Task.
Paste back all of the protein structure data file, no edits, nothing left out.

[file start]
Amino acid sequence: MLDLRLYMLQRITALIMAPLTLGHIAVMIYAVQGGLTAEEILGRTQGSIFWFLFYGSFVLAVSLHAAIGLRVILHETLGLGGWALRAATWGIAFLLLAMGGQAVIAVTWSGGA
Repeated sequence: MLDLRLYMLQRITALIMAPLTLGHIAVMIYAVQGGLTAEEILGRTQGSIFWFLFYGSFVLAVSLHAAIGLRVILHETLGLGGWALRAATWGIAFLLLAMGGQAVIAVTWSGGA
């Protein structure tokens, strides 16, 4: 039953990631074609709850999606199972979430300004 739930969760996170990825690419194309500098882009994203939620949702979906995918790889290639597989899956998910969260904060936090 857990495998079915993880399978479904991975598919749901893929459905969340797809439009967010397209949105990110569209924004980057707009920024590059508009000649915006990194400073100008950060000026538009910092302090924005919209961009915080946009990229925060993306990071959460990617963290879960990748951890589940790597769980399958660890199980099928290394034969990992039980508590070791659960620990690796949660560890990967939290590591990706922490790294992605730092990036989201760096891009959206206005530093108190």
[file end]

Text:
Amino acid sequence: MLDLRLYMLQRITALIMAPLTLGHIAVMIYAVQGGLTAEEILGRTQGSIFWFLFYGSFVLAVSLHAAIGLRVILHETLGLGGWALRAATWGIAFLLLAMGGQAVIAVTWSGGA
Repeated sequence: MLDLRLYMLQRITALIMAPLTLGHIAVMIYAVQGGLTAEEILGRTQGSIFWFLFYGSFVLAVSLHAAIGLRVILHETLGLGGWALRAATWGIAFLLLAMGGQAVIAVTWSGGA
């Protein structure tokens, strides 16, 4: 039953990631074609709850999606199972979430300004 739930969760996170990825690419194309500098882009994203939620949702979906995918790889290639597989899956998910969260904060936090 857990495998079915993880399978479904991975598919749901893929459905969340797809439009967010397209949105990110569209924004980057707009920024590059508009000649915006990194400073100008950060000026538009910092302090924005919209961009915080946009990229925060993306990071959460990617963290879960990748951890589940790597769980399958660890199980099928290394034969990992039980508590070791659960620990690796949660560890990967939290590591990706922490790294992605730092990036989201760096891009959206206005530093108190």